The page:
I first came across this saying in A Room with a View – it is discovered by Lucy Honeychurch written in the back of a wardrobe. Until today I didn’t realise it was a version of a quote from Walden by Henry David Thoreau –
“I say beware of all enterprises that require new clothes, and not rather a new wearer of clothes.”
He is so right. I’d go one step further, for female readers (Thoreau probably didn’t have much experience of this) – forget about the new clothes: even the faintest urge to put on lipstick is an indication that…
… there may be trouble ahead…
So, when I found myself slathering on the one and only lipstick (Max Factor’s Rosewood – it’s lasted for years) in order to go and visit a possible care home for Mum with my sister, I thought ‘This doesn’t bode well!’ After all, who cares what the lumpy, flaky elder daughter looks like, lolloping along like a wonky Tesco trolley behind the slim, efficient youngest daughter? I suppose the lipstick was to make it look as if I had tried, or even to confirm that I had actually woken up at some point before falling into the car and turning the key in the ignition. With it – yes, that was the look I was aiming for – especially when venturing into a home full of dementia patients.
As we sat on a tiny sofa in the Lounge discussing (or in my case, not) fees, wander alarms and social activities – karaoke, Elvis impressionists – apparently they love Elvis – patting a giant inflatable ball from one side of the room to another, etc – with the home’s administrator, an elderly gentleman shuffled up and asked us kindly if we were getting to like being there, nowadays.
I began to think, perhaps I should never leave. Like the Hotel California. I seemed to be fitting right in… If it wasn’t for that faint smell of dinner… I mean, it was big and nice and sunny. And there were paintings on the walls. And I quite fancied having a pat at that giant blue ball… There was even a cat, somewhere. There was a notice as we went in:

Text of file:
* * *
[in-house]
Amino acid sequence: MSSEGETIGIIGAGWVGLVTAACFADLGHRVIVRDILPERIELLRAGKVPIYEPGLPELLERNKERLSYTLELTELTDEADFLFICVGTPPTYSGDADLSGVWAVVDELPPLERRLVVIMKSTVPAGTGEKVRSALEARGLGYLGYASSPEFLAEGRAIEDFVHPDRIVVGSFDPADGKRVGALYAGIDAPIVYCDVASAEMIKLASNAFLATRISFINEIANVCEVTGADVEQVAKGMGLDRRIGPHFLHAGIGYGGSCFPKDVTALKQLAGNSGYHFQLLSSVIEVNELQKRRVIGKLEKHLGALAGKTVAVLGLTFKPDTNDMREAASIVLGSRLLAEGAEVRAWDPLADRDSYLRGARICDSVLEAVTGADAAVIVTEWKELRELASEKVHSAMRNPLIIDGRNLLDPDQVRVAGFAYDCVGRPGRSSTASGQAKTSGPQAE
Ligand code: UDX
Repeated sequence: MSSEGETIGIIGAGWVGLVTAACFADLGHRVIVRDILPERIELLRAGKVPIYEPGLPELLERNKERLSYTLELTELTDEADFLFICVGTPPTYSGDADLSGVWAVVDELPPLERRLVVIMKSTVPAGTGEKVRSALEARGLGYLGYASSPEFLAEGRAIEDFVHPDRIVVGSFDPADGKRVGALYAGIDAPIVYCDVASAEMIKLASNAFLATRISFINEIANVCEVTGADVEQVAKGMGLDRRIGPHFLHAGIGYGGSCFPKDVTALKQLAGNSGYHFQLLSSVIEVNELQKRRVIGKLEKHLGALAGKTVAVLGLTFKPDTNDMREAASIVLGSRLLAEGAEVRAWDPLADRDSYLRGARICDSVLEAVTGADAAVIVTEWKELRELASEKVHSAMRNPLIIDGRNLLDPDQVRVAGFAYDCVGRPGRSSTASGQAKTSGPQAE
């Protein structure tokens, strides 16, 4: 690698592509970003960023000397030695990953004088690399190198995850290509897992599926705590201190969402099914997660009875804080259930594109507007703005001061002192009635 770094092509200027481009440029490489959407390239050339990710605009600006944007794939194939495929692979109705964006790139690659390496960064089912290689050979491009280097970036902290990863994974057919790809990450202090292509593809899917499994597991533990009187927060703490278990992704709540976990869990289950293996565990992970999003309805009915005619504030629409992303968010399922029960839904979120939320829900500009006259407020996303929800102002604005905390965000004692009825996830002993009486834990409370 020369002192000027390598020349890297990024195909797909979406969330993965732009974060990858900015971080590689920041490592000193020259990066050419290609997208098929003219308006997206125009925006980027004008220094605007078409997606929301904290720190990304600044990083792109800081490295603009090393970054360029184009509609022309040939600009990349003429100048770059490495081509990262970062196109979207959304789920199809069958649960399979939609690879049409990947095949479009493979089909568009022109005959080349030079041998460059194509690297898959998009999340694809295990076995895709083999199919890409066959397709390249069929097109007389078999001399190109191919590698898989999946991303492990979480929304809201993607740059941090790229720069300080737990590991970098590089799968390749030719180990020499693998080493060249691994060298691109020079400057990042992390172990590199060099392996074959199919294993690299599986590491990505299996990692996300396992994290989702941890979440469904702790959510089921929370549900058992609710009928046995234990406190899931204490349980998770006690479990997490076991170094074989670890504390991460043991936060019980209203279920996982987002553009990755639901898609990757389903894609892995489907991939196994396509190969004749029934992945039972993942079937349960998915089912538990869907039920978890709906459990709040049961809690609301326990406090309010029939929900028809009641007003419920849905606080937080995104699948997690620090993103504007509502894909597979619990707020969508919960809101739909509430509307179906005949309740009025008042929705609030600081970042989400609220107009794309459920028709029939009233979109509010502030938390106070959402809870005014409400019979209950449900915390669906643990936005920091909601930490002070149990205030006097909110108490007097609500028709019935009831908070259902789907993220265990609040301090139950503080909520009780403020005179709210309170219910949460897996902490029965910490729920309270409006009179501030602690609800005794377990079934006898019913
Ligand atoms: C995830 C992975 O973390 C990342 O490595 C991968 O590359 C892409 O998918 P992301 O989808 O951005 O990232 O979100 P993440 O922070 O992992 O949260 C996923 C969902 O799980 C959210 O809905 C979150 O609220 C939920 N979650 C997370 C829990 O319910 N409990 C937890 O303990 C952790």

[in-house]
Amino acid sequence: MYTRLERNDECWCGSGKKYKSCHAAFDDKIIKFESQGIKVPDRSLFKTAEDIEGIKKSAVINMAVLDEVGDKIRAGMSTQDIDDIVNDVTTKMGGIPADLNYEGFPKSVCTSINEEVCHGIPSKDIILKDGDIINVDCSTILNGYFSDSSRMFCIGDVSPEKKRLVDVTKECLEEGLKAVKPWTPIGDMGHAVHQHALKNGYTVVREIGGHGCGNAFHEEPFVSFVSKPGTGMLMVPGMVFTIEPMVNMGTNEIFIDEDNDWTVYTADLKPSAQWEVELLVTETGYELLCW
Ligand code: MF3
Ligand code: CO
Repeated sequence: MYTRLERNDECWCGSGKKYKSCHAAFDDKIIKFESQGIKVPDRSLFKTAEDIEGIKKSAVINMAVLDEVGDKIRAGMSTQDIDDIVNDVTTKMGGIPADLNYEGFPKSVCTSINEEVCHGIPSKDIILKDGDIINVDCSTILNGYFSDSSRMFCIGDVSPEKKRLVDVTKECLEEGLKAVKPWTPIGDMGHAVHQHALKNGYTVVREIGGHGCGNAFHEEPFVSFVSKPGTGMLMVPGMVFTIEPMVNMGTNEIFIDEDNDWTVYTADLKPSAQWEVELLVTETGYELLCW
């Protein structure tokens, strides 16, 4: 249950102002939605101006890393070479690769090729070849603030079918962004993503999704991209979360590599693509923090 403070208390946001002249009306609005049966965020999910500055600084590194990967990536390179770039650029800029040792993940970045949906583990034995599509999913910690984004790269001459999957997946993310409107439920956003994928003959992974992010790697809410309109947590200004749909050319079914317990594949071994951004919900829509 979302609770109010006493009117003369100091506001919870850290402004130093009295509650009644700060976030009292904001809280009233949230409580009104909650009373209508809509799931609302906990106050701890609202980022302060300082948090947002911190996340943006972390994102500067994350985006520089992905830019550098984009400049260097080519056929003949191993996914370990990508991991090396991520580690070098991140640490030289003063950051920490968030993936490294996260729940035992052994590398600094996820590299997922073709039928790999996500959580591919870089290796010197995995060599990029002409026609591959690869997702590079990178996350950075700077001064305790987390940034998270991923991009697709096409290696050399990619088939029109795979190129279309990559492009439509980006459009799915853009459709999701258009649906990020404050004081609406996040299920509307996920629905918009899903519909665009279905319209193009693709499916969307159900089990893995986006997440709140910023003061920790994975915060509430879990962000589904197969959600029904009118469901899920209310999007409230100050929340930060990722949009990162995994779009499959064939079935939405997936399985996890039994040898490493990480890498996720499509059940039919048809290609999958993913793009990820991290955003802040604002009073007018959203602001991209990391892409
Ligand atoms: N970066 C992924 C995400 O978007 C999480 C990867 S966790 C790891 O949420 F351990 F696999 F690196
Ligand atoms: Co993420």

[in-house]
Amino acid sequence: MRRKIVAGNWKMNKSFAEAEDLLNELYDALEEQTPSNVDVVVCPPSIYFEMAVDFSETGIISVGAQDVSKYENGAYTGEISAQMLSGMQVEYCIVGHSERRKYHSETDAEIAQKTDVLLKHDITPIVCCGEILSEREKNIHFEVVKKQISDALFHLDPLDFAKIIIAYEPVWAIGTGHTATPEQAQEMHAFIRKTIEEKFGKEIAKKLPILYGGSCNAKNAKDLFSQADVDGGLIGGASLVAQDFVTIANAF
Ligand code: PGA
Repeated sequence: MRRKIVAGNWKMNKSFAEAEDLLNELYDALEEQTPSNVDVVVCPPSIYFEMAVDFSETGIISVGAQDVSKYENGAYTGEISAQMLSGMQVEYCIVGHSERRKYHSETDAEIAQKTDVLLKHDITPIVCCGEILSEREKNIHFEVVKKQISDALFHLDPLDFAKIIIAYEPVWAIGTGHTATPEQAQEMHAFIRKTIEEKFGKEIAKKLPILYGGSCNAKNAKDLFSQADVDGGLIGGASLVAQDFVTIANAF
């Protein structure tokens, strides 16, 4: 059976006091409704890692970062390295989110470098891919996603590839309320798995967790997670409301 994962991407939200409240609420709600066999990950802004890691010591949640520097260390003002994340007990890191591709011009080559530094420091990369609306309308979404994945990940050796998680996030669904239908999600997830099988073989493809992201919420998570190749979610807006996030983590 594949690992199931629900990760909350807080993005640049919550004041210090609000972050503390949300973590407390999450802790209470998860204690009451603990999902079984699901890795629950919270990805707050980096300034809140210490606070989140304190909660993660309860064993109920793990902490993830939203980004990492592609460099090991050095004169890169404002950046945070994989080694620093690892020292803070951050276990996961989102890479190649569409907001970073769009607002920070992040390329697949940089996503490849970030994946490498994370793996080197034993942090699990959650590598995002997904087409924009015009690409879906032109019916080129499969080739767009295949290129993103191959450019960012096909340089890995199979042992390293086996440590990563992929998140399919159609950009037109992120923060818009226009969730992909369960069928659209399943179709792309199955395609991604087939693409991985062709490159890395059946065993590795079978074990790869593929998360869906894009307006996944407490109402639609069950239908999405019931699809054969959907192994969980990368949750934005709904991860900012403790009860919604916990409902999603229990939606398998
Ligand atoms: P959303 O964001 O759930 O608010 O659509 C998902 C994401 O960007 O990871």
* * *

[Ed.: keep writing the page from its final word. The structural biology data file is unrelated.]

Warning: Baby, our resident cat, likes to sleep in the corridors. Do not trip over him.
Not much chance of that. Thirteen moggies means you never raise your eyes above your foot-level. You’re wading through cats; an ocean of tails, paws and fur.
The thing is, beyond a certain age, lipstick becomes a liability. It travels. Best to avoid red wine for the same reason, at least in public, or you risk looking like Dracula’s Granny – and not realising it.
Is it even worth putting on lipstick any more? Even when I was in my prime I had the sort of face that lipstick didn’t improve. In fact, nothing improved it. Mum was striking-looking, in her twenties, with her upswept hair and sparkly eyes – you could see why Dad fell for her – and Dad was positively handsome in a raven-haired matinee-star sort of way. The trouble was, instead of taking after either one or the other (my sister takes after Mum) I got a bit of both – Mum’s crooked front tooth, Dad’s footballer’s-knees and piano-player hands. Worse, looking in the mirror – more and more as I get older, I see that my face has a kind of meridian – Mum from the nose upwards and Dad from the nose downwards and the two sections don’t match: I’m a chimera. I’m Franken-daughter.
What I need is the niquab. Maybe it’s not too late to convert? Alternatively, maybe I could carry one of those bespangled carnival masks on a stick… all year round.
Fashion and I have always had a difficult relationship. Mum used to despair of my marriage prospects since I refused to entertain corsets, eyebrow-pencil, false eyelashes or frills. And whatever I bought – however much it cost – once on me it always looked as if I’d got it in the Oxfam shop. In the end I gave up and short-circuited the whole tedious process by actually shopping at Oxfam. Still, whatever I bought would turn out to be uncomfortable: it would either cut in, hang loose, get in the way, sag, pinch or feel conspicuous.
The most comfortable time of my life was when I lost my prestigious position as a Partner’s Secretary and found one in an outbound call centre on an industrial estate where ‘smart casual’ might mean anything from wellington-boots and kohl-ringed eyes to fairy-wings and a fez. I ditched the office schmutter and lived in men’s clothing from supermarkets. A man’s shirt or jumper is about half the price of the equivalent woman’s shirt or jumper, did you know that? Ladies, they charge us almost double simply because we’re vain and love to shop. I discovered by trial and error what size men’s jeans fitted me. I gauged shirts, tee shirts and jumpers and socks by eye and was hardly ever mistaken – but women are used to doing that, since ‘standard’ sizes vary from one label to another.
Nowadays I compromise. The universal ladies’ ‘fashion’ here at Benefits-on-Sea is for leggings. This is because leggings are cheap, fit everyone and go with everything. So I wear leggings with a variety of long tops – tee-shirts, shirts, ‘sale’ dresses – whatever I can find. I look a bit frumpy and odd but what does it matter?
When have I not?